1966 The Friends of Music, Jan Sedivka and Musica Viva in Tasmania
‘The three exotic musicians came [to Hobart] and it was potentially the beginning to open Tasmania to the outside world in musical terms. Europe had come to Tasmania.’
These comments refer to the arrival in January 1966 of Jan Sedivka, violinist, his pianist wife Beryl Sedivka, and cellist Sela Trau. They had spent several years at the Brisbane Conservatorium, during which time few concerts were given, and all three musicians suffered a somewhat turbulent time.
Australian composer Larry Sitsky recommended to Rex Hobcroft, the newly-appointed director of the Tasmanian Conservatorium, that these three European treasures should relocate to Hobart. Music in Hobart received them with open arms and shortly afterwards, the Tasmanian Conservatorium Trio was born.
THE CHAMBER MUSIC SCENE
There had been some local activity in chamber music performances prior to this.
In 1934, Percy Grainger had donated £100 to the Hobart Orchestral Association for the ‘furtherance of chamber music in Hobart’.
The Tasmanian String Quartet was formed in 1949, its members having been drawn from the Tasmanian Symphony Orchestra, namely violinists Lionel Hickey and Frank Ellery, and cellist Winifred Durie (not to be confused with the Sydney violist of the same name). The violist is not known. The quartet made broadcasts for the ABC and from 1954, presented lunch-hour concerts that were organised by the Adult Education Board and held in the Tasmanian Art Gallery. Its repertoire was conservative although the Quartet was not averse to performing European contemporary music, or even presenting first performances of such works.
There were also local unnamed groups from the orchestra that played in the early 1960s – the Hobart String Quartet and the Hobart String Trio. Another quartet also named the Hobart String Quartet performed in the Festival of Tasmania in 1972.
MUSIC FINDS ITS FRIENDS
The Hobart Friends of Music came into existence in 1957. It had been resolved to hold four concerts annually in the Lord Mayor’s courtroom in the Hobart Town Hall but initially, this number of concerts was not realistic. The annual subscription was £1 and in 1958, the first visiting group to be ‘borrowed’ from Musica Viva was the Amadeus Quartet.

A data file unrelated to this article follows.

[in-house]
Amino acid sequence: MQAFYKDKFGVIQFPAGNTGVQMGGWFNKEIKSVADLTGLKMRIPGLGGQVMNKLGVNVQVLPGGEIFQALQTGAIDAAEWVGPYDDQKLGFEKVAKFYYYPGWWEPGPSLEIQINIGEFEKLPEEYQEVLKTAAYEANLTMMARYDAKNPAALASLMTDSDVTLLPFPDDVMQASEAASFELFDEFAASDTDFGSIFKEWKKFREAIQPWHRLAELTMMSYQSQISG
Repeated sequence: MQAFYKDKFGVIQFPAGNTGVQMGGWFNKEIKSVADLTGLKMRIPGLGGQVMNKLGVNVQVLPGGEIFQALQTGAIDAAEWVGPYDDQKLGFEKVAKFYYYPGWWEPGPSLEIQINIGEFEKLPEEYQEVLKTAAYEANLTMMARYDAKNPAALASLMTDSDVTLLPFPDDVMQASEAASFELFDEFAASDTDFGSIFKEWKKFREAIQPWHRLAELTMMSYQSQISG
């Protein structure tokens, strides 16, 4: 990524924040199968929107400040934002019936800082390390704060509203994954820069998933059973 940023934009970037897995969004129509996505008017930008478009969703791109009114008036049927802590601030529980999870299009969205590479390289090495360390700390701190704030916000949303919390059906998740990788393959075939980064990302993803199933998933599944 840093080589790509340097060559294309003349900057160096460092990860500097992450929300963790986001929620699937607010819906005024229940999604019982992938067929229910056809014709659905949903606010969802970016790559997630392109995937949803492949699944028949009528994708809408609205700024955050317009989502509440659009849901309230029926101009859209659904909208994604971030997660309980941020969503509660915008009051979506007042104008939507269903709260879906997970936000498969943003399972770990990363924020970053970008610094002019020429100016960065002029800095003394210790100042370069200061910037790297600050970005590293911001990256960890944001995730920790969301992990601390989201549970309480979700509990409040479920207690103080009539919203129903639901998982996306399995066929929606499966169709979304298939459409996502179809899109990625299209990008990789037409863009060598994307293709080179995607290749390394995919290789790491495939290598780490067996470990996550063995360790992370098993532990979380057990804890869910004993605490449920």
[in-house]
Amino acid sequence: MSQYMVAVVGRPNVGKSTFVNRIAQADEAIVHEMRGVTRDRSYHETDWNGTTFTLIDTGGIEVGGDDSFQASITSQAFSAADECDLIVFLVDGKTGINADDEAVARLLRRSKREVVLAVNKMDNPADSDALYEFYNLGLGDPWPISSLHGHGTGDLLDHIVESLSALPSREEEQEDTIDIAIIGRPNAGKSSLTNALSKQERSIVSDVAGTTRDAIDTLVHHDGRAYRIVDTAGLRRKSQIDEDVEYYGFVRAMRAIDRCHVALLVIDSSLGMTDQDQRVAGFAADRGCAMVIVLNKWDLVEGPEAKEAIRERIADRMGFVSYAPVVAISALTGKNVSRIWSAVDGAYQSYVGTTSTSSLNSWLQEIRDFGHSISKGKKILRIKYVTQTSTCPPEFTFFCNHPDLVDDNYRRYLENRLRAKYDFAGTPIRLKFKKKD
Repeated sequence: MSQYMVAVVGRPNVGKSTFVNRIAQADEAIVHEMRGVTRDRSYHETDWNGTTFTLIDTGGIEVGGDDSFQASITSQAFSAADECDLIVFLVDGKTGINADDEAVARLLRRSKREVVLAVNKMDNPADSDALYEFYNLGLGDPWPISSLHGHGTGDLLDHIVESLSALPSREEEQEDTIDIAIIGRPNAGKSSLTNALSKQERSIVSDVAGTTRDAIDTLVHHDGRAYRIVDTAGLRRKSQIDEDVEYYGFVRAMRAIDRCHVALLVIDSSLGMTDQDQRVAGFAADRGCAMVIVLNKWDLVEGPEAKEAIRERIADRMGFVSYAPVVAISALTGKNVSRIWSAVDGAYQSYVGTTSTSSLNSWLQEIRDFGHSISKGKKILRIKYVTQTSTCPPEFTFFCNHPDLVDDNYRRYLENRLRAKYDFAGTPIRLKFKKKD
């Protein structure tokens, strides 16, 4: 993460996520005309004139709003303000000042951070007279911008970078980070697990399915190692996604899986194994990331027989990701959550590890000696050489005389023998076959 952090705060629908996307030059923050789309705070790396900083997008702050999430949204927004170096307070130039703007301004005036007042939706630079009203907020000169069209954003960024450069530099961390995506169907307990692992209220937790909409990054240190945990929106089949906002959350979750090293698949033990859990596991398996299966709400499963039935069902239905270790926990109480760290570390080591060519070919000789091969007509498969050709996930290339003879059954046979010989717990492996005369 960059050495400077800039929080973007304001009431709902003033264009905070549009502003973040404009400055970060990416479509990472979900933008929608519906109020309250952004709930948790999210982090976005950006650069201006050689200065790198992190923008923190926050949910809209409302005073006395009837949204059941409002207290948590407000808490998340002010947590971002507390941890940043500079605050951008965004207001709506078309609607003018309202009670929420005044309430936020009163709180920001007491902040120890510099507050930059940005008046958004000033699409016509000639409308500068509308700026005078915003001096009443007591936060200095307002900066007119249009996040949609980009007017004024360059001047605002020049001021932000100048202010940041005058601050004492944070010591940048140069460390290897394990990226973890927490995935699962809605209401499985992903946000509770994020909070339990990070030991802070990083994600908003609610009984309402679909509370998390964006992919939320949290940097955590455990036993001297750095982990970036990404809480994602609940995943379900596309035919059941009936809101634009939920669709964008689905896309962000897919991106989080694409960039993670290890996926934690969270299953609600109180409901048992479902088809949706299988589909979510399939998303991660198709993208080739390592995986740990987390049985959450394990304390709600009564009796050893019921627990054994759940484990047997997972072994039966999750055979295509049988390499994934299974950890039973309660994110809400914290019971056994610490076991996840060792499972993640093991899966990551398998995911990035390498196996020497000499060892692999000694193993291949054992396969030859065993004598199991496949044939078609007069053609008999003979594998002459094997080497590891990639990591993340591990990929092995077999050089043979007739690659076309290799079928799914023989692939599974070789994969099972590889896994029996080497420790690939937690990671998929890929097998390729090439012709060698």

At the same time the ABC purchased the rights to broadcast concerts and that added to the coffers of the newly-formed organisation.
The Adult Education Board provided sponsorship for the Amadeus Quartet, and other visiting international chamber groups, ‘through which the State Government channelled help to the arts’.
In a letter to Musica Viva in 1959, Loyal Burley wrote that Hobart had been described by an ABC representative as ‘a town notoriously apathetic to chamber music’. The remark had some justification at the time, for one chamber music concert annually from 1958 to 1961 was usual, and poor attendances at concerts would have hardly inspired an enthusiastic interest in increasing the number of concerts.
This state of affairs continued until 1962–3 when the energy and dedication of The Friends of Music changed that situation. Musica Viva’s involvement with The Friends of Music increased and three or four groups were invited to perform annually in Hobart providing costs could be met and sponsorship assured.
In 1963, Loyal Burley became the Honorary Secretary of The Friends of Music and Sir Bernard Heinze was made patron. Loyal Burley’s devotion to chamber music, her energy, commitment and determination to support the continued presentation of concerts in Tasmania must never be forgotten.
In the 1964–5 season, the Hungarian, Borodin and Prague String Quartets visited Hobart.
In 1966, funds hit rock bottom, however a Swiss milk company donated £100 to fund concerts.
THE EUROPEANS MAKE THEIR MARK
This was the point at which the European trio arrived in Hobart. Shortly after, Jan Sedivka joined The Friends of Music Committee and simultaneously, on Rex Hobcroft’s suggestion, launched his piano trio.